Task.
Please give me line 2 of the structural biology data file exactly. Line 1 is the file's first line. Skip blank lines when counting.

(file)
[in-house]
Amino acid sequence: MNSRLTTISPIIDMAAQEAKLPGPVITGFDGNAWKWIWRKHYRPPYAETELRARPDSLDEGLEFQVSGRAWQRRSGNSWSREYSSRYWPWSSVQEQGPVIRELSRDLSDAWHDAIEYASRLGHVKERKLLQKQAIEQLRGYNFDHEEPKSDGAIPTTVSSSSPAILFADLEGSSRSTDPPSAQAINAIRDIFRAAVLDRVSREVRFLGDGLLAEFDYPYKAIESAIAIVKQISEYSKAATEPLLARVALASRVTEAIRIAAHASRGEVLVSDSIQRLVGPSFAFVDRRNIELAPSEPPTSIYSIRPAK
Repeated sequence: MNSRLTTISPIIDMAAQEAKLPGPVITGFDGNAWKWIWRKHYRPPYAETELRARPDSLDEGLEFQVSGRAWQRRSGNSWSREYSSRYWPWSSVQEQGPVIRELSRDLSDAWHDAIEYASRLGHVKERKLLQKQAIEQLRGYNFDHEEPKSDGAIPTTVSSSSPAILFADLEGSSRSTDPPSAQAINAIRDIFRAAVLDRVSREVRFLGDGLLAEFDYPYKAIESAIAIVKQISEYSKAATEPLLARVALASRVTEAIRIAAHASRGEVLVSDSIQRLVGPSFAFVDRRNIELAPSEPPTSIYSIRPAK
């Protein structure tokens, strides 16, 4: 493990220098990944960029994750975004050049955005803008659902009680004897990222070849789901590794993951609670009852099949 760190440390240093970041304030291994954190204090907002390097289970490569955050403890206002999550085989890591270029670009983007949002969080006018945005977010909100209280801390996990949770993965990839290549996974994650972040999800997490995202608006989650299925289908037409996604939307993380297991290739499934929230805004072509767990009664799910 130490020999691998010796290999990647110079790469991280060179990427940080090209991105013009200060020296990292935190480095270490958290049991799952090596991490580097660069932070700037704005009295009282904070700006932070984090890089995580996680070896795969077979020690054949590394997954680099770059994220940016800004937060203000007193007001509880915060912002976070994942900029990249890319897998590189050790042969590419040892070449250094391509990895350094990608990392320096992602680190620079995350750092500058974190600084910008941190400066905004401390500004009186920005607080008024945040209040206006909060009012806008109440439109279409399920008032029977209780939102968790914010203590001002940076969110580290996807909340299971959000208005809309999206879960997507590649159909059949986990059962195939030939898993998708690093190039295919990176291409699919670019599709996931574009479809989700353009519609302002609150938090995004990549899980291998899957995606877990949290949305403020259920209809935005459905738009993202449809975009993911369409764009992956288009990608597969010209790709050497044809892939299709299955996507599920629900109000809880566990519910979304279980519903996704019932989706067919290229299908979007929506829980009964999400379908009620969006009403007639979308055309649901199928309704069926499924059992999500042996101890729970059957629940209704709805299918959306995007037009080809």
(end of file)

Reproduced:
Amino acid sequence: MNSRLTTISPIIDMAAQEAKLPGPVITGFDGNAWKWIWRKHYRPPYAETELRARPDSLDEGLEFQVSGRAWQRRSGNSWSREYSSRYWPWSSVQEQGPVIRELSRDLSDAWHDAIEYASRLGHVKERKLLQKQAIEQLRGYNFDHEEPKSDGAIPTTVSSSSPAILFADLEGSSRSTDPPSAQAINAIRDIFRAAVLDRVSREVRFLGDGLLAEFDYPYKAIESAIAIVKQISEYSKAATEPLLARVALASRVTEAIRIAAHASRGEVLVSDSIQRLVGPSFAFVDRRNIELAPSEPPTSIYSIRPAK